To help prevent accidents involving commercial trucks, the Federal Motor Carrier Safety Administration (FMCSA) recently updated its entry in the U.S. Department of Transportation's September 2023 Significant Rulemaking Report on its top speed plans. It removed a specific top speed from the proposed speed limiter rule for commercial motor vehicles.
The original report had indicated a 68 mph speed cap for most commercial vehicles in FMCSA's upcoming rulemaking. However, the FMCSA clarified that this figure was merely one of the options under consideration for the rule expected in a supplemental notice by late December.
An FMCSA spokesperson stated that they had not finalized the maximum speed limit and that the 68 mph limit was an option, reflecting past petitions and discussions.
The reason for initially including the 68 mph figure remains unclear. What is clear is that setting a maximum speed limit requires the White House Office of Management and Budget (OMB)'s review before publication for public comment.
FMCSA's top speed plans in process
FMCSA plans to release its supplemental notice of proposed rulemaking by December 29, but the proposed top speed is still undecided. The OMB review process could potentially span several months, but it precedes publication in the Federal Register. This process can take considerable time, having been under OMB review for 15 months.
After publishing the supplemental notice, the FMCSA will invite public comments, which could be in the thousands, and will review them before finalizing any rule. Implementing any rule will most likely take until at least 2025, even with expedited processing.
The idea of mandating speed limiters on heavy-duty trucks dates back to 1991 when the National Highway Traffic Safety Administration (NHTSA) published its first report on the subject. The American Trucking Associations called for a 68 mph limit in 2006.
The FMCSA and NHTSA jointly proposed such a rule in 2016, but a change in administration in 2017 stalled the effort. Last year, FMCSA brought the concept back, considering speed limiters for commercial vehicles over 26,001 pounds.
Opposition to FMCSA's top speed plans for commercial trucks
The Owner-Operator Independent Drivers Association (OOIDA), representing small-business truck drivers, opposes any speed limiter mandate. This sentiment is supported by the majority of the over 15,000 comments the FMCSA received on the supplemental notice.
Todd Spencer, President of OOIDA, attributed the uncertainty around FMCSA's proposal to "too many cooks in the kitchen." He committed OOIDA to opposing any speed mandate, focusing on the practical impact on truck drivers in traffic.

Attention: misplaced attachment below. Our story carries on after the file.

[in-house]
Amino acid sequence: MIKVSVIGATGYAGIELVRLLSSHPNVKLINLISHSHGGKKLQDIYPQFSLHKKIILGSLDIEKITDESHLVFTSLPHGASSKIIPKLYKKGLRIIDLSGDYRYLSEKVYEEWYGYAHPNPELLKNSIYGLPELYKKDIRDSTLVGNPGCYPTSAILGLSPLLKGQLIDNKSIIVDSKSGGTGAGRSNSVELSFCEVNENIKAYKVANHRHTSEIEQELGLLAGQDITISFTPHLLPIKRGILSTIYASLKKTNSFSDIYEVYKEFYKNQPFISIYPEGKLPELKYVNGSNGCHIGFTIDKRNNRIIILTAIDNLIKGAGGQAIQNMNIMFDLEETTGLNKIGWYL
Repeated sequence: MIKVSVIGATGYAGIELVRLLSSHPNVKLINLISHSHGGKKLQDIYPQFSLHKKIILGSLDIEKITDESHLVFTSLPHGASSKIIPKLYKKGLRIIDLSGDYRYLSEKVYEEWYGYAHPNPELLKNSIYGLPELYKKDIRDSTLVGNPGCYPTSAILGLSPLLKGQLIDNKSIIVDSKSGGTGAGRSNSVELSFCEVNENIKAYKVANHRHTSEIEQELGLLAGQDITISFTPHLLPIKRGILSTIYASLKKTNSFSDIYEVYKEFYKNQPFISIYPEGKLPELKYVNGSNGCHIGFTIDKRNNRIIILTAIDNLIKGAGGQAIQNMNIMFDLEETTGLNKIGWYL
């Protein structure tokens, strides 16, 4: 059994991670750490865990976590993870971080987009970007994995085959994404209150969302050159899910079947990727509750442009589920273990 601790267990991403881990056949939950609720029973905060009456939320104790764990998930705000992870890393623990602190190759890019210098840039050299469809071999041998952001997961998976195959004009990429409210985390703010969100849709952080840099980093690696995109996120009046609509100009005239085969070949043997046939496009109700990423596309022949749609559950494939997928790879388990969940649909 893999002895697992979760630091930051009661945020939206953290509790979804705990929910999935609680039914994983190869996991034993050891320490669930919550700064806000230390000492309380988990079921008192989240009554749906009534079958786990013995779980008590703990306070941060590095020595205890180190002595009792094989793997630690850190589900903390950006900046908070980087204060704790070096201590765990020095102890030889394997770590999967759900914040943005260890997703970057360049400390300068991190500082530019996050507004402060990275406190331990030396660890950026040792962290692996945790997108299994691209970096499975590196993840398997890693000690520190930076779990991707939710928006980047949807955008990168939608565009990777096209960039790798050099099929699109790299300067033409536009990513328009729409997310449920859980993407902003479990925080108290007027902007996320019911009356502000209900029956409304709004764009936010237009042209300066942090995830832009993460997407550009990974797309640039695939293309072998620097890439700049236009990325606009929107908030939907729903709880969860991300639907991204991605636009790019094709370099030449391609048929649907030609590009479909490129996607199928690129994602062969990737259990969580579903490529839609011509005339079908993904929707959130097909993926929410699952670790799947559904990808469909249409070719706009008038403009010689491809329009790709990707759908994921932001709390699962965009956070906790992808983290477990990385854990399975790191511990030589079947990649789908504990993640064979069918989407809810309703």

Spencer advocates for a speed policy that promotes uniform traffic flow. He stresses the need for realistic considerations in regulatory decision-making.
Why are speed limiters on commercial trucks being considered?
Whether it's a tractor-trailer, semi-truck, tanker truck, or dump truck, a large commercial vehicle traveling at a high rate of speed presents several road dangers. For example:
- Due to their size and weight, commercial trucks need more distance to stop. Speed further increases this stopping distance.
- Speeding shortens a truck driver's reaction time to road hazards and traffic changes.
- The force of impact in collisions intensifies with an 18-wheeler's speed and mass, causing more severe damage and injuries.
- Higher speeds affect a semi-truck's maneuverability. This makes turning and lane changing unsafe.
- Speeding heightens rollover risks in tractor-trailers, especially for high-center-of-gravity trucks.
Accidents involving commercial trucks can be devastating
Truck drivers have a duty to maintain a safe and reasonable speed. If they fail to uphold that duty and their actions cause someone's injury or death, they should be held accountable for their actions.
The truck accident attorneys at McDaniel Law Firm, PLC in Jonesboro, Arkansas are committed to helping injured motorists and their families seek the justice and financial compensation they deserve. We'll thoroughly investigate the truck driver's actions and the trucking company's negligence and fight for maximum compensation.
To find out how we can help you after a truck accident, contact us for a free legal consultation. We'll help you explore your legal options and answer any questions you have.